industrial revolution 2293

storage, auditing, manipulation, and broadcast
of information globally. Through intervention
into these communicative spaces visibility is
greatly enhanced, allowing for the auditing of
the performance of individuals and institutions
(Hogan & Greene 2002). The retention of mem
ories and traditions that hitherto had so easily
been broken or lost is also placed within grasp as
never before. This drive to innovation can chal
lenge established power relations within trade
unions but can also be internalized within labor
institutions by the adoption of servicing and
organizing facilities which specifically address
the need to operate outside of the disciplinary
constraints of hostile workplaces and which
recognize that the captured market of the occu
pationally concentrated community is no more
(Hogan & Nolan 2005).

SEE ALSO: Democracy and Organizations;
Human Resource Management; Institutional
Theory, New; Internet; Labor/Labor Power;
Labor Movement; Labor Process; Laborism;
Unions

REFERENCES AND SUGGESTED
READINGS

Allen, V. L. (1971) The Sociology of Industrial Rela
tions. Longman, London.
Carter, C., Clegg, S., Hogan, J., & Kornberger, M.
(2003) The Polyphonic Spree: The Case of the
Liverpool Dockers. Industrial Relations Journal 34
(September): 290 304.
Clegg, H. A. (1964) Restrictive Practices, Socialist
Commentary. Cited in: Productivity Bargaining
and Restrictive Labour Practices. Research Paper
4. Royal Commission on Trade Unions and
Employers Associations. HMSO, London, 1968.
Crossley, J. R. (1968) The Donovan Report: A Case
Study in the Poverty of Historicism. British Jour
nal of Industrial Relations 6(3): 296 302.
Dunlop, J. (1958) Industrial Relations Systems. South-
ern Illinois University Press, Carbondale and
Edwardsville.
Engels, F. (1993) The Condition of the Working Class
in England. Oxford University Press, Oxford.
Freeman, R. B. & Medoff, J. L. (1984) What Do
Unions Do? Basic Books, New York.
Hogan, J. & Greene, A. M. (2002) E-collectivism:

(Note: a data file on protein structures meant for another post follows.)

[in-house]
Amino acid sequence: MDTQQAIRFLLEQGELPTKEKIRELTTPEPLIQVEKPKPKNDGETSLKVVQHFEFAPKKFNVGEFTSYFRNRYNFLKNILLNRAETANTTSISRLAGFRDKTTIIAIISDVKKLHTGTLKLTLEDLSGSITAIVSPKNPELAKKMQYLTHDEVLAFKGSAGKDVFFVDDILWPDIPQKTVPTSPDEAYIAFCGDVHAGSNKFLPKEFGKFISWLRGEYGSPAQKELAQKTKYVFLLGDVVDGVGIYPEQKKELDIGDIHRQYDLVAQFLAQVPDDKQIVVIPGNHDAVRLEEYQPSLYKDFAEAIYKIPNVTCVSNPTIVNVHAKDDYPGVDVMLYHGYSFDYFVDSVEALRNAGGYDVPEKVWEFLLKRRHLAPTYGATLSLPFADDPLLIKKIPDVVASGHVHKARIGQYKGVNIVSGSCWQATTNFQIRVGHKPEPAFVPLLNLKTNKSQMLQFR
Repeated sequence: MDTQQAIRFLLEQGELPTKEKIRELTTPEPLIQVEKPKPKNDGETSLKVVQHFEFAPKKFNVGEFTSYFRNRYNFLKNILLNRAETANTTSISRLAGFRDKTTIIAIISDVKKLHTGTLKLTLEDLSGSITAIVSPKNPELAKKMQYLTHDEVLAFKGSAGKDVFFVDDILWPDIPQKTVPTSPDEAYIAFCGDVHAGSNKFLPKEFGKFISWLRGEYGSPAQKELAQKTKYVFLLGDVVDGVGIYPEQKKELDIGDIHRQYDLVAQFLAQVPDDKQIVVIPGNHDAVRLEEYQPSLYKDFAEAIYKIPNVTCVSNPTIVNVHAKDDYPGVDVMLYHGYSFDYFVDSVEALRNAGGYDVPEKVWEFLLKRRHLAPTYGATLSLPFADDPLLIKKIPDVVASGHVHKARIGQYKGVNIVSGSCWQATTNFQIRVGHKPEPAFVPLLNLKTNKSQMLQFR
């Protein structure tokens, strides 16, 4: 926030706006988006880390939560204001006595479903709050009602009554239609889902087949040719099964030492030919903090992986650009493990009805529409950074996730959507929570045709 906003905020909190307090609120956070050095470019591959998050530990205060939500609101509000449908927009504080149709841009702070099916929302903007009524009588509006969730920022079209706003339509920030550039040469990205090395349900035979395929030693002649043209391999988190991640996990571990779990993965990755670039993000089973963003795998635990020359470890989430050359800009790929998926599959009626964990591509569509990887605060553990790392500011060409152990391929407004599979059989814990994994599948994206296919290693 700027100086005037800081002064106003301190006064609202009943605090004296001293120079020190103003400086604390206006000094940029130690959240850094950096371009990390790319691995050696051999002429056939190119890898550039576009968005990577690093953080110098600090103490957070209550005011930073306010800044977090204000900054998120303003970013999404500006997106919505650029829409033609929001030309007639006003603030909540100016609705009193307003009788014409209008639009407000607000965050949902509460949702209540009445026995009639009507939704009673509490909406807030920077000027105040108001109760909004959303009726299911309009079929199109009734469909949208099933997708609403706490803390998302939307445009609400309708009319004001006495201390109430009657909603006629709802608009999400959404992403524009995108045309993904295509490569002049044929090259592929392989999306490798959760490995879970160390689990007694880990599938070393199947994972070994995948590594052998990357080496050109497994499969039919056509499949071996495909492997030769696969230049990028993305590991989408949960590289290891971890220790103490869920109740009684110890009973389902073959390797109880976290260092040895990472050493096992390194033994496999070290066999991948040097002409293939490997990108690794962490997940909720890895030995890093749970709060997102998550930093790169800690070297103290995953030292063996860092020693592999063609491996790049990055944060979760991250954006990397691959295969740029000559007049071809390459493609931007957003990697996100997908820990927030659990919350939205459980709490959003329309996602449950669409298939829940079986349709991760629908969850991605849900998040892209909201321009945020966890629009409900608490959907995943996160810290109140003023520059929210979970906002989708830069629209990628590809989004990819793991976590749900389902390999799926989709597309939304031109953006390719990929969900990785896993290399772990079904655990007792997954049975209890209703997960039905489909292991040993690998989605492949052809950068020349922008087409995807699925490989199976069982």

On-Line Action and On-Line Mobilization. In:
Holmes, L., Hosking, D. M., & Grieco, M. (Eds.),
Organizing in the Information Age: Distributed
Technology, Distributed Leadership, Distributed Iden
tity, Distributed Discourse. Ashgate, Aldershot.
Hogan, J. & Grieco, M. (2000) Trade Unions On
Line: Technology, Transparency, and Bargaining
Power. In: Donnelly, M. & Roberts, S. (Eds.),
Futures: Proceedings of the Second Scottish Trade
Union Research Network Conference. Scottish
Trades Union Congress, Paisley, Scotland.
Hogan, J. & Nolan, P. (2005) Foreword. In: Grieco,
M., Hogan, J., & Martinez-Lucio, M. (Eds.), The
Globalization of Labour: Counter Coordination and
Unionism on the Internet. Critical Perspectives on
International Business 1(2/3).
Kerr, C., Dunlop, J., Harbison, F. H., & Myers, C.
(1960) Industrialism and Industrial Man. Harvard
University Press, Cambridge, MA.
Nolan, P. (1994) Labour Market Institutions, Indus-
trial Restructuring, and Unemployment in Europe.
In: Grieve-Smith, J. & Michie, J. (Eds.), Unem
ployment in Europe: Policies for Growth. Academic
Press, London, pp. 61 71.
Nolan, P. (1996) Industrial Relations and Perfor-
mance Since 1945. In: Beardwell, I (Ed.), Contem
porary Industrial Relations: Critical Essays. Oxford
University Press, Oxford.
Nolan, P. (2004) Shaping the Future: The Political
Economy of Work and Employment. Industrial
Relations Journal 35 (September): 378 87.
Nolan, P. & ODonnell, K. A. (2003) Industrial
Relations, Human Resource Management, and
Performance. In: Edwards, P. K. (Ed.), Industrial
Relations: Theory and Practice. Blackwell, Oxford,
pp. 489 512.
Ozanne, R. (1968) Wages in Theory and Practice.
University of Wisconsin Press, Madison.
Webb, S. & Webb, B. (1894) A History of Trade
Unionism. Longman, London.
Webb, S. & Webb, B. (1920) Industrial Democracy.
Longman, Green, London.

industrial revolution

Francois Nielsen

The Industrial Revolution (IR) is the rapid
increase in the use of machines powered by inan
imate forms of energy (such as waterfalls, steam
engines powered by coal, or electricity) that
began in England in the later part of the eight
eenth century. There are two perspectives on
the scope of the subject. The IR may be viewed
both as (1) a well defined historical episode,
delimited in time and space, or (2) a much
broader phase of sociocultural evolution that is